“Our culture promotes and imposes an impossible standard of beauty on women,” people often say. “I’m expected to be a skinny, wrinkle-free, modelesque type of woman all the time because this is the only kind of female appearance that our culture accepts. This is causing me all kinds of suffering!”
Well, actually, our culture does nothing of the kind. You are simply confusing culture with trash. The culture of our Western civilization bears no relationship to the junk you are choosing to consume in its place. True culture, the one that has withstood the test of time, has nothing to do with impossible beauty standards. And the best thing is that you can gain access to it for a low price of. . . well, to be honest, for the most part, you can access it for free. Here are just a few examples.
1. “Magazines are filled with photos of air-brushed stick-thin models!” That is very true. However, your Vogue and Cosmo are not “culture.” They are trashy magazines that will end up on a garbage heap at the end of the month. Instead of obsessing over them, why not turn, for example, to the immortal art of Peter Paul Rubens.
This incredibly beautiful painting is what our culture has cherished, treasured and worshipped for centuries. Vogue and Cosmo are not being exhibited at the El Prado museum, while this piece of art is. Generations of people have stood in front of this painting with tears of admiration in their eyes. A crowd of people is standing in front of it right now with bated breath. You can do that, too, and forget about trashy magazines.
2. “Music videos show impossibly beautiful thin singers like Beyonce. I’ll never be able to look like she does!” With all due respect to Beyonce’s fans, performers like her are a dime a dozen. They come, they go, and we forget their names the second they stop performing. Why not turn, instead, to the magnificent art of Montserrat Caballé?
Caballé is not a “conventional beauty” by any standards. Her gift, however, is absolutely unique. Opera singers, for the most part, are not know for being thin. So if your consumption of culture makes you think of dieting, why not turn to opera? If this beautiful art does not convince you that weight means nothing, then I don’t think anything will.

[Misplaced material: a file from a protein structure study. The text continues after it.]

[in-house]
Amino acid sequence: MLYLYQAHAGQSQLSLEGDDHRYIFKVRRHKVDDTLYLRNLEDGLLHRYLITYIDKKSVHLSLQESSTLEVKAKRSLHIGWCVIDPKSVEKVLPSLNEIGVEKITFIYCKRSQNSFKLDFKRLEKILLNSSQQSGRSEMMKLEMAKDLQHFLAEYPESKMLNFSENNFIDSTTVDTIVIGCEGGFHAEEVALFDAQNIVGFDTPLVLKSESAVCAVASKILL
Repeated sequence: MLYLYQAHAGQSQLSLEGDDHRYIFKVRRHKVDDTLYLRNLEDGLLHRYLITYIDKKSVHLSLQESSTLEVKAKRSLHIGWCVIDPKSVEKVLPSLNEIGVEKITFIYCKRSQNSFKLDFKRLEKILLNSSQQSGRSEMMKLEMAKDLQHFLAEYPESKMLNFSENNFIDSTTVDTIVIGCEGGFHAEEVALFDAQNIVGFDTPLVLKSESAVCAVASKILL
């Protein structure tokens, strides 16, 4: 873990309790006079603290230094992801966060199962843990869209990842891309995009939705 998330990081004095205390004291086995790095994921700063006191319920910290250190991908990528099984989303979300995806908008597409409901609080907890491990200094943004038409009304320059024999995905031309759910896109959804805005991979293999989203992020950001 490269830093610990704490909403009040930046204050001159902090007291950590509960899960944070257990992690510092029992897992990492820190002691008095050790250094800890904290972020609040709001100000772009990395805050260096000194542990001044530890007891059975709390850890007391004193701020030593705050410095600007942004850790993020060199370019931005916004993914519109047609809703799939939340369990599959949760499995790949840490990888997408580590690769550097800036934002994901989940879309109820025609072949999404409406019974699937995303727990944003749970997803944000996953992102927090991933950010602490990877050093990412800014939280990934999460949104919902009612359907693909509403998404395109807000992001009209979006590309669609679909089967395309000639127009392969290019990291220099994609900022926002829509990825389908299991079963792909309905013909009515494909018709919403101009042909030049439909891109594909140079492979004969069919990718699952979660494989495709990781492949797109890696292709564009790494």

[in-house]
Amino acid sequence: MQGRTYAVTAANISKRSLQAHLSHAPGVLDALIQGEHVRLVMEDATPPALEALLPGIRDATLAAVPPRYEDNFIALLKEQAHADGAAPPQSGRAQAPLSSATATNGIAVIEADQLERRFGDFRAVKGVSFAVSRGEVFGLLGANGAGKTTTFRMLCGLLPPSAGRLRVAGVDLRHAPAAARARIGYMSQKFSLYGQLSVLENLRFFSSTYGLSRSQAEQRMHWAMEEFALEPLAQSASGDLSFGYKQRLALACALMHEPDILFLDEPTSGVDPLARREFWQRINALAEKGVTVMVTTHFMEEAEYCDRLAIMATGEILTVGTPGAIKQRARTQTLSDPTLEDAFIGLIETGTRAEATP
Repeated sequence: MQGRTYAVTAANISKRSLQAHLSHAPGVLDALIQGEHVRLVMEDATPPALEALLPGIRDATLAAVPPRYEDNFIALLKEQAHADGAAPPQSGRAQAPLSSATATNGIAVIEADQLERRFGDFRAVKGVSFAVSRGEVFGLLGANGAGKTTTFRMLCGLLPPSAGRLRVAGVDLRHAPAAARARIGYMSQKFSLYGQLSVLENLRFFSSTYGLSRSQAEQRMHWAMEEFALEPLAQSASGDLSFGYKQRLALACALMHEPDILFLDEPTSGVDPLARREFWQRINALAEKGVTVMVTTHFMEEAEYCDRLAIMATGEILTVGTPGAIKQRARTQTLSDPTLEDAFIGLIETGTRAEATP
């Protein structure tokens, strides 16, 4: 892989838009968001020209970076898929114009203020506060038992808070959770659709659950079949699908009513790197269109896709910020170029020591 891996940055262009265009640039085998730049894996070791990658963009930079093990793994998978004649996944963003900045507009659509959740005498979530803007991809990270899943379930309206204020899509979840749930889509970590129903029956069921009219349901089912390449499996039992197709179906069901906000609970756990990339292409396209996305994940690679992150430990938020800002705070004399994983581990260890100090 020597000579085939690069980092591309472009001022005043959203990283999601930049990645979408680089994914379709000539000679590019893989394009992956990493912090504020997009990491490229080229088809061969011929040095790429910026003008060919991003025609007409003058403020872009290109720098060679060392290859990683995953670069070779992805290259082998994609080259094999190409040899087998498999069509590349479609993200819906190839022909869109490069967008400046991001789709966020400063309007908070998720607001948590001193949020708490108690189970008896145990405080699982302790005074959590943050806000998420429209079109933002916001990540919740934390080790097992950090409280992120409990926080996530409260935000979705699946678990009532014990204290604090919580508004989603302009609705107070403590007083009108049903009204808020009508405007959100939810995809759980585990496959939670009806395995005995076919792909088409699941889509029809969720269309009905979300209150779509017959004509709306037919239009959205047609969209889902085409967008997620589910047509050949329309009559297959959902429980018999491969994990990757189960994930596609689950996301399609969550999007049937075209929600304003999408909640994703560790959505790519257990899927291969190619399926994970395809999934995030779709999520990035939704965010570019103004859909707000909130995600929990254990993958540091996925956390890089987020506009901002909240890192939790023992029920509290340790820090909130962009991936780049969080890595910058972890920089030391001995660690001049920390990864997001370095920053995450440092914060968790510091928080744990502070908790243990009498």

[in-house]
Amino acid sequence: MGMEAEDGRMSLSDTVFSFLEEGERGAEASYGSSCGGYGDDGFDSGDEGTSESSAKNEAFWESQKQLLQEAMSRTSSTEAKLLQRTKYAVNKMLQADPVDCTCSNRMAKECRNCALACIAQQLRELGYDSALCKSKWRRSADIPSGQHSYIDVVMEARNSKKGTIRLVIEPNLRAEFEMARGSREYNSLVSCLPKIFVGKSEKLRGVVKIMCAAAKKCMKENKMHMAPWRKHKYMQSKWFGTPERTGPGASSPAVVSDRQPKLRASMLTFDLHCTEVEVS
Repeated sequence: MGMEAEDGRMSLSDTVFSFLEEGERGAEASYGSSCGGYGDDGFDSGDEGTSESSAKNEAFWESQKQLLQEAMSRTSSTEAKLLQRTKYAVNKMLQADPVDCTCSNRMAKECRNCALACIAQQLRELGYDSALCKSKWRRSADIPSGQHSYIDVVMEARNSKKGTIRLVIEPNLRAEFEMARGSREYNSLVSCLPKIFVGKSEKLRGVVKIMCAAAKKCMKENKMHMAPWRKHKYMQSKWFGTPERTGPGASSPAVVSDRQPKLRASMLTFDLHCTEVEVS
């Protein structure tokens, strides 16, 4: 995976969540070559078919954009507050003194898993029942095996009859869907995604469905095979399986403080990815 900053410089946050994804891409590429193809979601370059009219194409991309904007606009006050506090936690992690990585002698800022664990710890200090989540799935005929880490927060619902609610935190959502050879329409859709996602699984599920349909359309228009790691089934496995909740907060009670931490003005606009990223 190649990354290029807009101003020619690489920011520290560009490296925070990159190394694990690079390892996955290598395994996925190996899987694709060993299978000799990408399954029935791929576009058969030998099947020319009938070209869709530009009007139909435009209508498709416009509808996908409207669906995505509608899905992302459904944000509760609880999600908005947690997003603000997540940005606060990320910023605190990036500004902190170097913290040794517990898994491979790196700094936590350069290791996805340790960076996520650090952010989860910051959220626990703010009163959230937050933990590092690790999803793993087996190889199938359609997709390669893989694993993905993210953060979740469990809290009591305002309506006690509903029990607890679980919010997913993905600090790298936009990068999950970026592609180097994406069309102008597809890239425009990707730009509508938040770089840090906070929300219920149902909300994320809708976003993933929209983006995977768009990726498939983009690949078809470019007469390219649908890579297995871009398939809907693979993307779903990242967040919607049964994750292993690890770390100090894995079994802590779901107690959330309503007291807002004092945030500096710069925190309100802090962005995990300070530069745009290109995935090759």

3. “You only see very thin actresses with regular features and perfect makeup in the movies!” That’s not true, either. Maybe it’s time for you to realize that the garbage produced by Hollywood has nothing to do with the masterpieces of world cinema.
This is Natalia Gundareva, my absolutely most favorite actress in the universe. She died in 2005, which is a huge loss for the cinematographic art everywhere.
The photo is from one of her best roles in the film Autumn Marathon that you can find here. Actually, all of her performances were magnificent. Gundareva was not a conventional beauty and she was never thin. Actually, I look a lot like her and have the same body type. (When N.’s mother asked him what I looked like, he said I looked like Gundareva. This was the best compliment I could have ever received.)
Or take, for example, one of Spain’s leading actresses Carmen Maura.
This is how she looks on her brilliant role in the film The Promise. You could be watching her outstanding performances instead of insipid films starring the incredibly talentless Jennifer Anniston.
People ask me how I manage to be so much at peace with my body when society keeps telling me that my body type is ugly. The truth is, though, that society has immortalized the paintings of Rubens and the acting of Sara Bernhardt, and not inane TV shows and glossy magazines. If you choose to consume the performances of Rihanna and J Lo instead of all the available alternatives, whom can you blame other than yourself for limiting your reality so much?